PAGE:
Windows 7 / Getting Started

Understanding Compatibility

Since the arrival of Microsoft Windows as a ubiquitous application platform, Independent Software Vendors (ISVs) and internal developers have created thousands of applications for it. Many are mission-critical applications-some of which aren't compatible with the latest version of Windows. Types of applications that might not be compatible include the following:

  • Line-of-business (LOB) applications, such as enterprise resource-planning suites
  • Core applications that are part of standard desktop configurations
  • Administrative tools, such as antivirus, compression, and remote-control applications
  • Custom tools, such as logon scripts

What Compatibility Means

Applications designed for earlier versions of Windows have been carried forward for a number of reasons. Maybe the application is a necessary tool that is used daily to accomplish some otherwise tedious task. Maybe users have learned the application and are reticent to move to another, similar application. Maybe the application has no replacement because the original creator either is no longer in business or has left the company. All these issues make application compatibility a critical issue that you must consider when deploying a new operating system such as Windows 7. In this tutorial, you learn the many issues that affect application compatibility, how to discover the applications on which the organization depends, and what you can do to ensure that mission-critical applications work with Windows 7.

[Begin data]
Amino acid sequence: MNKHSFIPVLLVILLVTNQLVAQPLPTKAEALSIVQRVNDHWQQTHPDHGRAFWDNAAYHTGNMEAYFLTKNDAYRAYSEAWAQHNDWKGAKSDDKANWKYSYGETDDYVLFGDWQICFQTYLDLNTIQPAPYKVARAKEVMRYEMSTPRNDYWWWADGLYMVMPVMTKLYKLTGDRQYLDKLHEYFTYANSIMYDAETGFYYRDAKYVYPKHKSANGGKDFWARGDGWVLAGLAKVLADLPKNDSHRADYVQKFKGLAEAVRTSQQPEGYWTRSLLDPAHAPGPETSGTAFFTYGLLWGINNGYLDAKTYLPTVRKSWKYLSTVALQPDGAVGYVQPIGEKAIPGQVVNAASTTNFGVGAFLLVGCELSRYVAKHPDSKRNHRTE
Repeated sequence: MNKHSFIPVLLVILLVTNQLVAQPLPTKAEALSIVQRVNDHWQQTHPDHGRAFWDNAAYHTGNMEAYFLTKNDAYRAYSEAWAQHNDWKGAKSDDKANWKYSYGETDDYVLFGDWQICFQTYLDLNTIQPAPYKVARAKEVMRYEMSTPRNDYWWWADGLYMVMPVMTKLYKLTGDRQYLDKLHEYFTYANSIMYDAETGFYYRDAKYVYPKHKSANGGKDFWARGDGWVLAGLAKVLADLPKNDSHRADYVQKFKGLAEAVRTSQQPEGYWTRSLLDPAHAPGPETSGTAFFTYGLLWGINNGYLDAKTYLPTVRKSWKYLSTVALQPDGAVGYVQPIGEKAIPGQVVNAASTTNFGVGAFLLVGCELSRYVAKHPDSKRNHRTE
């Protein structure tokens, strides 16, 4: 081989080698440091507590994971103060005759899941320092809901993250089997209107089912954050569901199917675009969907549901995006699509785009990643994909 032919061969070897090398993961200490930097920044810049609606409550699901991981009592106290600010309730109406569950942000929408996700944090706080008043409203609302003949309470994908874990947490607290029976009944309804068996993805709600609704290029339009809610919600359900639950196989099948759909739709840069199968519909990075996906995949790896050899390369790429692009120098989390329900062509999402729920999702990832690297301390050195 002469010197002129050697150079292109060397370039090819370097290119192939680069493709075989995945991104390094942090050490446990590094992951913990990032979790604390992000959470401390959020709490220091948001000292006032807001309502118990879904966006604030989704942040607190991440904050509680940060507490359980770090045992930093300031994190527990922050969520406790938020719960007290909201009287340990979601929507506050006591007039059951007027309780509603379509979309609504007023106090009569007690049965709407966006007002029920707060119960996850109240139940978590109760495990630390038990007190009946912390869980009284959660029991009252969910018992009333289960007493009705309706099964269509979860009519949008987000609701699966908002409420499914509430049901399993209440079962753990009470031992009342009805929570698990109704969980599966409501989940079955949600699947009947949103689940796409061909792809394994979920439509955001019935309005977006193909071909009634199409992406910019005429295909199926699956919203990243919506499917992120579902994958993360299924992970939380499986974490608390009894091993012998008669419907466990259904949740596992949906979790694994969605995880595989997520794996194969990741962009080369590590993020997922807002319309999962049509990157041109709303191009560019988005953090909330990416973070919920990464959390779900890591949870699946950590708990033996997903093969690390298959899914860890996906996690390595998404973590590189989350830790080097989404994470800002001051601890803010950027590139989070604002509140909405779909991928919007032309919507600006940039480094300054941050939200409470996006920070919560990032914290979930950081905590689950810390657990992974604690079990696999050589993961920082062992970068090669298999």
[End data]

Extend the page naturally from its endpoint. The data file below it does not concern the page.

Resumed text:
An application is compatible with Windows 7 if it runs as designed in Windows 7-that is, the application should install and uninstall correctly. Users should be able to create, delete, open, and save any data files that are native to the application. Common operations such as printing should work as expected. A compatible application runs on Windows 7 out of the box, without any special assistance. If an application is not compatible, you might find that a newer, compatible version of the application is available or that using one of the tools that Microsoft provides to remediate the compatibility problem is all you need. You might also find that an application will require a combination of fixes to run properly. This tutorial discusses all these scenarios.

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